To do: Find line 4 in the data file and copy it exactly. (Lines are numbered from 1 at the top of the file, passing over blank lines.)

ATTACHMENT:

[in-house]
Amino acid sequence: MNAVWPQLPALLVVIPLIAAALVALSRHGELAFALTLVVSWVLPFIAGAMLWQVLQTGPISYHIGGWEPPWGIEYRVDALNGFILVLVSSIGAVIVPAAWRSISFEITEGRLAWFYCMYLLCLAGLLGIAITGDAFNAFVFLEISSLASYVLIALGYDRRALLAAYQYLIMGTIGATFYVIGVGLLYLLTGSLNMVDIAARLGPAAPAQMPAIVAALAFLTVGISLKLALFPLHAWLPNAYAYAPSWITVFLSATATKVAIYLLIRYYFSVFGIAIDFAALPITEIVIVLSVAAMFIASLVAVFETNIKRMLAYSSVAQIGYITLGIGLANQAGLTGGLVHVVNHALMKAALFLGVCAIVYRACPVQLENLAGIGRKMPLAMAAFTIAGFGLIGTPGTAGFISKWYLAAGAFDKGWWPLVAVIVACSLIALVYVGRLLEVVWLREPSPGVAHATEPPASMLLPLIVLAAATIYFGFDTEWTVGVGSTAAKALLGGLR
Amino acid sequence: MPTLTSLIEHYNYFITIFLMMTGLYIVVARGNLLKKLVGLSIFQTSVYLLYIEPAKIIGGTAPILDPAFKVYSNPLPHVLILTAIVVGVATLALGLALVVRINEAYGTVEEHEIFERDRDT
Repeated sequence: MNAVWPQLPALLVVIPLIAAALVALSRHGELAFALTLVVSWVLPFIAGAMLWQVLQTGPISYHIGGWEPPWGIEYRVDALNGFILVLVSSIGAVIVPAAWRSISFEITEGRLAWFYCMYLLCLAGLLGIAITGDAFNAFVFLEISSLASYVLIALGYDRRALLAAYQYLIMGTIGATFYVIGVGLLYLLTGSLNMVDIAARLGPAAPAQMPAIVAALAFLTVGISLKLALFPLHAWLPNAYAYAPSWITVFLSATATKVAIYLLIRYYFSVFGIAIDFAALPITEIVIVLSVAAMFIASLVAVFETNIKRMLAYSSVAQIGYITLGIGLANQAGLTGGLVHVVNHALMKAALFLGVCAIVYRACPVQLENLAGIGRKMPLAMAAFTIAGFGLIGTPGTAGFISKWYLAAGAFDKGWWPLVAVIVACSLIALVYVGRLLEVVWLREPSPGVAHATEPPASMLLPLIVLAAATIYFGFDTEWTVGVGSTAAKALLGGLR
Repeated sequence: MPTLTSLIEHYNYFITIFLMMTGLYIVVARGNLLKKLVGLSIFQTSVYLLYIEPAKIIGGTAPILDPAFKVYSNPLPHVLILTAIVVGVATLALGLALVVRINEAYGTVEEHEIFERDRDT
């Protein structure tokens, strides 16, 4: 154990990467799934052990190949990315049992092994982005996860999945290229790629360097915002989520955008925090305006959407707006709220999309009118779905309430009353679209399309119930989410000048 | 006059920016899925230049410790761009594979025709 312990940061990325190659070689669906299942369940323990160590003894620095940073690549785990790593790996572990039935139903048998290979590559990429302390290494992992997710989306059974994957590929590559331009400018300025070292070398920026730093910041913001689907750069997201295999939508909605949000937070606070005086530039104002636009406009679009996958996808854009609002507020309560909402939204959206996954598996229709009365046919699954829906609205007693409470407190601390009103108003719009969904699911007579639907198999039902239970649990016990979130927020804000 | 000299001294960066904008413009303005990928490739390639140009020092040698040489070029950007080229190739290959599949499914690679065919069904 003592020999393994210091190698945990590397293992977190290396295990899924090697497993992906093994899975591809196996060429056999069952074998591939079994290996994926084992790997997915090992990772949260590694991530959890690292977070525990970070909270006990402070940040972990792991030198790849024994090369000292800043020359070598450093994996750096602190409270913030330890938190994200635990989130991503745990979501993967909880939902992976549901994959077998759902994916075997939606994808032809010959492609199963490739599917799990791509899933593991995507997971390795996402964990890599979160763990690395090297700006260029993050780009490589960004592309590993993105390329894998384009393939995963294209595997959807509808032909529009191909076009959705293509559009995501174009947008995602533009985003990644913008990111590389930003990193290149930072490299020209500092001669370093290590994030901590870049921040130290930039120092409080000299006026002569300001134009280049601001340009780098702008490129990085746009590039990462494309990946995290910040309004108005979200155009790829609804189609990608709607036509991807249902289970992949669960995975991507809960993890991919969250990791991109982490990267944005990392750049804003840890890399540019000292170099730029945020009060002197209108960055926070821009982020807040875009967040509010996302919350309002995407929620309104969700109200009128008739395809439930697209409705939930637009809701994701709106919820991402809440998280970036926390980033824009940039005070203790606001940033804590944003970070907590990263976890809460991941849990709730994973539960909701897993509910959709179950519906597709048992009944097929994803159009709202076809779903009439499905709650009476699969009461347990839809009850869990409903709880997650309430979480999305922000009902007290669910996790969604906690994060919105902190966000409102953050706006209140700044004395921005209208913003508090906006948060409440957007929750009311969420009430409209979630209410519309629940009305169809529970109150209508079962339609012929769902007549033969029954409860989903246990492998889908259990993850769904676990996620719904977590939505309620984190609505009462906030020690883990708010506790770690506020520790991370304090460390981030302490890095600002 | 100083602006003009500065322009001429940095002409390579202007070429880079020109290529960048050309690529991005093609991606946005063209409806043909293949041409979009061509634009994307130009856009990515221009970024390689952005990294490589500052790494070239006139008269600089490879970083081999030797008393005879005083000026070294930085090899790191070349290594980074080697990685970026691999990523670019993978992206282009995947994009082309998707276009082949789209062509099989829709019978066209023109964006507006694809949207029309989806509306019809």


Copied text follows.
Repeated sequence: MNAVWPQLPALLVVIPLIAAALVALSRHGELAFALTLVVSWVLPFIAGAMLWQVLQTGPISYHIGGWEPPWGIEYRVDALNGFILVLVSSIGAVIVPAAWRSISFEITEGRLAWFYCMYLLCLAGLLGIAITGDAFNAFVFLEISSLASYVLIALGYDRRALLAAYQYLIMGTIGATFYVIGVGLLYLLTGSLNMVDIAARLGPAAPAQMPAIVAALAFLTVGISLKLALFPLHAWLPNAYAYAPSWITVFLSATATKVAIYLLIRYYFSVFGIAIDFAALPITEIVIVLSVAAMFIASLVAVFETNIKRMLAYSSVAQIGYITLGIGLANQAGLTGGLVHVVNHALMKAALFLGVCAIVYRACPVQLENLAGIGRKMPLAMAAFTIAGFGLIGTPGTAGFISKWYLAAGAFDKGWWPLVAVIVACSLIALVYVGRLLEVVWLREPSPGVAHATEPPASMLLPLIVLAAATIYFGFDTEWTVGVGSTAAKALLGGLR